The Beauty Of Auto Deployment On Grids
The Beauty Of Auto Deployment On Grids
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Deployment in grid environments is always a big issue. Many grid companies provide super-tooling support to make sure that a simple JAR file is distributed across all nodes. Often users have to create Maven or Ant scripts that deploy their applications onto servers that run remotely. To me this whole thing just sounds like a big headache. Developer still has to spend time to writing an application locally, then launch a build script that would deploy it remotely, and then spend enormous amount of time debugging their applications with remote debuggers to find out why the heck their app does not work the way it should when deployed within a grid infrastructure.
The latest shift in the industry is to remove the deployment step altogether. Why spend time on explicit deployment when Java provides all the necessary support to do it automatically?
For example, JavaRebel from ZeroTurnAround introduced deploy-less way to work with J2EE. They have a pretty cool implementation of Java class loading (which supports class unloading and reloading by the way) which allows you to simply change your class in IDE and immediately observe the new behavior on the application server without any deployment at all. Although not supporting some edge cases, the product does indeed provide a great productivity boost for developers.
The same "Change->Compile->Run" approach you can find in GridGain. I know that we got our grid deployment right when I hear it from our users. Our users really appreciate not having to spend any time on deployment, especially in development. When working with GridGain, you simply write your code as you would locally. Then you can start several stand-alone GridGain nodes (often on the same box), hit the Run button in your IDE and watch your code execute on the grid. There are no build scripts to run or grid nodes to restart. Whenever you change your code, again, hit the Run button and watch your new code execute while the old version is automatically undeployed.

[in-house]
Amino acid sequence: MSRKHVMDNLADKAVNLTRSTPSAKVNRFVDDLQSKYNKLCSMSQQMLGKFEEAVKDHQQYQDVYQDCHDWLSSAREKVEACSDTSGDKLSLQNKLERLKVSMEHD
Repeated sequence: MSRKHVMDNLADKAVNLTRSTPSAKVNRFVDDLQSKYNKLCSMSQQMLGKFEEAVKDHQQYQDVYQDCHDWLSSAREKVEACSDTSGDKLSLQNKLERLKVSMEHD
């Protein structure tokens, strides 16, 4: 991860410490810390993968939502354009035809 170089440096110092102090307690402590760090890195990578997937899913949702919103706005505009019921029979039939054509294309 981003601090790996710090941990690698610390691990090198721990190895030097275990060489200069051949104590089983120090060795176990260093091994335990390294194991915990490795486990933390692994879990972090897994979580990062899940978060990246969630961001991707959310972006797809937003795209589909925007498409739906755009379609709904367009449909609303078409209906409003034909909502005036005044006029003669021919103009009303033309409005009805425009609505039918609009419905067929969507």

Imagine how useful this becomes in production. You can transparently deploy new code in production without bringing down your environment at all. Lets say that you have 10 worker grid nodes constantly running in production and several master nodes constantly emitting grid jobs to the worker nodes. Now, if you want to deploy a new version of your application onto the grid, you don't need to bring down your production environment at all. You can simply stop master nodes one by one and restart them with new code in the classpath. The restarted nodes will execute the new version of code while the old ones will still work with the old code version. The remote worker nodes will happily execute old and new versions of code side by side without any problems while providing all the required class-loading isolation. Once the last master node is restarted, the old code will be automatically undeployed from all the worker nodes. All this is achieved with absolutely zero down time. We used this approach when deploying under load onto a large Amazon EC2 cloud and it worked nicely.
When using our GAR Deployment, you would not even have to bring down the master nodes in the above example. Simply deploy new GAR files onto master nodes and the new code will automatically be deployed on the worker nodes. All the tasks currently running with old version of code will be allowed to complete and then the old version will be automatically undeployed.
Zero deployment is just one of the many productivity enhancements you can find in GridGain. For example, when debugging you can start multiple grid nodes within the same VM and step through the code in debugger while your job executes on the grid. When writing unit tests, you can start several grid nodes right from within your test case, simulate any scenario, and validate results.
We provide all these productivity enhancements because we are developers ourselves and have the first hand experience with all the daily pain factors developers usually run into.
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